For more than four years, victims of the 2012 fungal meningitis outbreak have been waiting for this.

Two men face second-degree murder charges in a trial set to begin this Friday: Barry Cadden and Glenn Chin, both of whom worked for the drug company that pumped out tainted back pain medications. 

Flickr Creative Commons/Britt-nee

This is the year I’m going to lose weight. And eat better! And go to the gym three times a week!

Those are the most popular kind of New Year’s resolutions in the country: last year, nearly 70% of us vowed to be fit and healthy or lose weight. 

Lopez: "[Immigration] raids affect all sorts of relationships. Relationships between individuals, between family members, between Latino communities and white communities, and also between immigrant and Latino communities and local police departments."
J J / Flickr - http://j.mp/1SPGCl0

Just days after the presidential election, a University of Michigan student told police she’d been approached by an unknown man, who threatened to set her on fire with a lighter if she didn’t take off her hijab.

Now, police say they don’t think that actually happened.

In a statement released today, Ann Arbor police say investigators talked to witnesses and looked at several surveillance videos around the “area in question.” The student told them it took place off campus, on November 11th, between 5:30 and 7:00 pm on the 600 block of East William street.  

LSAT study books.
user Shane S / Flickr - http://j.mp/1SPGCl0

A Michigan man wants blind people to be able to opt out of taking the Law School Admissions Test, or LSAT. And now, he’s taking the case to the U.S. Supreme Court.

Five years ago, Angelo Binno sued the American Bar Association for disability discrimination.

The Bar says law schools are required, as part of their admissions process, to only accept students that have taken the LSAT or another “valid and reliable test.”

Michigan Attorney General's office

Dr. Larry Nassar has been indicted by a federal grand jury for allegedly possessing “thousands of images of child pornography” dating back to 2003. If he’s convicted, he faces up to 40 years in prison, the U.S. Attorney’s office says.

The indictment itself is for two counts of receiving and attempting to receive child porn, and lists several sexually descriptive files.  Dr. Nassar allegedly received “images that involved a minor who had not attained 12 years of age,” according to the federal indictment.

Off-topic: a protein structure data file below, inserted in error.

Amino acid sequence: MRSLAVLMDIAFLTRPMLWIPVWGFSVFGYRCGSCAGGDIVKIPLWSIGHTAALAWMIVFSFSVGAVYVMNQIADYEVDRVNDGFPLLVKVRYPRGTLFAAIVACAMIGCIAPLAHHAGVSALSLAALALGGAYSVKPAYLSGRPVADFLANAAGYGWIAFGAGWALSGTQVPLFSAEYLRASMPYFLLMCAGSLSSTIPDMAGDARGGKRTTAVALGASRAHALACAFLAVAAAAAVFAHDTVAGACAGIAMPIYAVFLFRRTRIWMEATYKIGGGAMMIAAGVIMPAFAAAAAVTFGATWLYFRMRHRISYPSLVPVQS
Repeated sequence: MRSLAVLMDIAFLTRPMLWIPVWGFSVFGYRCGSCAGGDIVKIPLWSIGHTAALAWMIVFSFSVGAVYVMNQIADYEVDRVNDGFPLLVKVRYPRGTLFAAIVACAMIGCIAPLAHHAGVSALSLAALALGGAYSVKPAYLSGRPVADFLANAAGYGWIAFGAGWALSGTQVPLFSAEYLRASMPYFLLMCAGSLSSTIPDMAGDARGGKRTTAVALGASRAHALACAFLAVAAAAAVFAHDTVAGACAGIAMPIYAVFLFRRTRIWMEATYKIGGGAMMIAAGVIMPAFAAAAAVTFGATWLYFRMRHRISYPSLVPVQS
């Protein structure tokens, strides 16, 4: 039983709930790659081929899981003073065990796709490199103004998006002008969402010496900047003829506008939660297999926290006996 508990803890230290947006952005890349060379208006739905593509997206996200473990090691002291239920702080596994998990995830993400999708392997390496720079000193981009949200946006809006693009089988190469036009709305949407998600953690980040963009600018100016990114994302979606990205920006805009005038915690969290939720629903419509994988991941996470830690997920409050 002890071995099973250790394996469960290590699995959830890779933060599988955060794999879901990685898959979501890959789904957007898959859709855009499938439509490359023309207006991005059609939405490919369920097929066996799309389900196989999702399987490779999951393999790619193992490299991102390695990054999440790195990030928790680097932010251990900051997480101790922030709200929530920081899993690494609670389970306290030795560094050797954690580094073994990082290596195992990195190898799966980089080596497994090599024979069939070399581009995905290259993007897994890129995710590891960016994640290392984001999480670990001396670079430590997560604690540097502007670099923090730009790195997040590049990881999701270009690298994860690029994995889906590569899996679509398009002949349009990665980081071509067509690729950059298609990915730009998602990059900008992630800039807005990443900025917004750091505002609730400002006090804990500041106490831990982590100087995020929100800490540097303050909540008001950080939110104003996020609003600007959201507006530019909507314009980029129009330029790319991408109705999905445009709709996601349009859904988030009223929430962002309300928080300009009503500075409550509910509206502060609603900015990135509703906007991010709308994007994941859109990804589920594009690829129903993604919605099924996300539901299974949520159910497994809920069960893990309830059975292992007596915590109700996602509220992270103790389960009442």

Who is Dr. Larry Nassar?

Babies exposed to opioids in the womb may suffer from Neonatal Abstinence Syndrome, especially in rural areas
User anitapatterson / Morguefile / http://j.mp/1SPGCl0

As more babies are born addicted to opioids, rural communities are being hit the hardest, according to a new study from a University of Michigan pediatrician.  

Between 2004 and 2013, urban areas saw a four-fold increase in babies born with Neonatal Abstinence Syndrome (that’s the clinical term for a baby born addicted to opioids, including heroin and some prescription painkillers). Rural areas saw a seven-fold surge.

Shayan Sanyal / http://michrad.io/1LXrdJM

When teenagers commit murder, you can’t treat them the same as adults.

Legally, the U.S. Supreme Court says you can’t just throw teenagers in prison forever, with no chance at parole, except in very rare cases. 

What "rare" really means in Michigan 

Matt Landry was just 21 years old when he was shot and killed, execution style, in an abandoned house in Detroit.

Doreen Landry, his mom, talked to WDIV about Landry’s killers.

healthcare.gov / YouTube

The deadline to sign up for a 2017 Obamacare plan is December 15th. That's  the last day for normal enrollment, if you want coverage starting January 1st.

After that, you can only sign up if you qualify for a “special enrollment period” prompted by a life event, like having a baby or losing your health insurance.  

Almost 400,000 Michiganders are covered under the individual plans they bought on the Affordable Care Act marketplace.

bottle of pills
Tom Varco / Wikimedia Commons / http://j.mp/1SPGCl0

Bills making their way through the Michigan Legislature would allow school staff to more quickly treat students who overdose on heroin or prescription opioid pills. 

If they pass, teachers wouldn’t have to wait for an ambulance before getting them naloxone, aka Narcan, the anti-opioid drug that police and EMS workers carry.

The Uptake/Flickr

Hoo boy. Here we go, folks.

A hand recount of 4.8 million ballots, all done before December 13 to meet federal deadlines. 

Oakland County and Ingham County are scheduled to begin their recounts at noon Monday, in order to comply with a judge's early morning order that the state begin its recount right away. That way, state elections workers will be able to focus on these two counties first, iron out the process a bit, and then help the other counties begin tomorrow morning. 

Michigan is undefeated and ranked No. 2 in the country heading into next weekend's rivalry game in East Lansing against Michigan State.